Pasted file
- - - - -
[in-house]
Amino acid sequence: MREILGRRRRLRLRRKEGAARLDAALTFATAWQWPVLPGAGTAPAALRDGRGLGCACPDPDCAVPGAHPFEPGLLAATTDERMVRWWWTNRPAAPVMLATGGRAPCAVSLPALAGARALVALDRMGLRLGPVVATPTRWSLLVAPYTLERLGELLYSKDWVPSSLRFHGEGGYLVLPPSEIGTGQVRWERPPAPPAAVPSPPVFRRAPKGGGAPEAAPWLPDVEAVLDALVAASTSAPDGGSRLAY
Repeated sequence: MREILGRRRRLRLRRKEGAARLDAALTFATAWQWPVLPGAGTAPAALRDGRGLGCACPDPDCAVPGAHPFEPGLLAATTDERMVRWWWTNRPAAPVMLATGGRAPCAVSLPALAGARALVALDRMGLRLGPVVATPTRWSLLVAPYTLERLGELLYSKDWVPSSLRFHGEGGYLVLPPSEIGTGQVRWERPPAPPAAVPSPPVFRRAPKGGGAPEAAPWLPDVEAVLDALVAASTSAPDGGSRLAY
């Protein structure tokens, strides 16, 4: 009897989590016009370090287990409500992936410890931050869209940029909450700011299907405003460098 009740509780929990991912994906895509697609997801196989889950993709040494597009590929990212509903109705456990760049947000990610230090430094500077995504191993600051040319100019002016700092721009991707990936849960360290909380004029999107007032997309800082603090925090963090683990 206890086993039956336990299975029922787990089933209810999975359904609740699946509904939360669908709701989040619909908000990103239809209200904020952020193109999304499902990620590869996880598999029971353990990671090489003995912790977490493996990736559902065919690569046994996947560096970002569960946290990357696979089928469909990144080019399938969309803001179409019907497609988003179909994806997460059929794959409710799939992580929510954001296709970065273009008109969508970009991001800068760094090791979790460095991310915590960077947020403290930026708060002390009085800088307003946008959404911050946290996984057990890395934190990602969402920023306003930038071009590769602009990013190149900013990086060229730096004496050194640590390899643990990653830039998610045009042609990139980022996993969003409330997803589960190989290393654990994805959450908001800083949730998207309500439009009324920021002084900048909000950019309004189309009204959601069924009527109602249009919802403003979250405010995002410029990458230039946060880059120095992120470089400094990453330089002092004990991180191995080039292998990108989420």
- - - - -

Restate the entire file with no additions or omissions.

[in-house]
Amino acid sequence: MREILGRRRRLRLRRKEGAARLDAALTFATAWQWPVLPGAGTAPAALRDGRGLGCACPDPDCAVPGAHPFEPGLLAATTDERMVRWWWTNRPAAPVMLATGGRAPCAVSLPALAGARALVALDRMGLRLGPVVATPTRWSLLVAPYTLERLGELLYSKDWVPSSLRFHGEGGYLVLPPSEIGTGQVRWERPPAPPAAVPSPPVFRRAPKGGGAPEAAPWLPDVEAVLDALVAASTSAPDGGSRLAY
Repeated sequence: MREILGRRRRLRLRRKEGAARLDAALTFATAWQWPVLPGAGTAPAALRDGRGLGCACPDPDCAVPGAHPFEPGLLAATTDERMVRWWWTNRPAAPVMLATGGRAPCAVSLPALAGARALVALDRMGLRLGPVVATPTRWSLLVAPYTLERLGELLYSKDWVPSSLRFHGEGGYLVLPPSEIGTGQVRWERPPAPPAAVPSPPVFRRAPKGGGAPEAAPWLPDVEAVLDALVAASTSAPDGGSRLAY
């Protein structure tokens, strides 16, 4: 009897989590016009370090287990409500992936410890931050869209940029909450700011299907405003460098 009740509780929990991912994906895509697609997801196989889950993709040494597009590929990212509903109705456990760049947000990610230090430094500077995504191993600051040319100019002016700092721009991707990936849960360290909380004029999107007032997309800082603090925090963090683990 206890086993039956336990299975029922787990089933209810999975359904609740699946509904939360669908709701989040619909908000990103239809209200904020952020193109999304499902990620590869996880598999029971353990990671090489003995912790977490493996990736559902065919690569046994996947560096970002569960946290990357696979089928469909990144080019399938969309803001179409019907497609988003179909994806997460059929794959409710799939992580929510954001296709970065273009008109969508970009991001800068760094090791979790460095991310915590960077947020403290930026708060002390009085800088307003946008959404911050946290996984057990890395934190990602969402920023306003930038071009590769602009990013190149900013990086060229730096004496050194640590390899643990990653830039998610045009042609990139980022996993969003409330997803589960190989290393654990994805959450908001800083949730998207309500439009009324920021002084900048909000950019309004189309009204959601069924009527109602249009919802403003979250405010995002410029990458230039946060880059120095992120470089400094990453330089002092004990991180191995080039292998990108989420």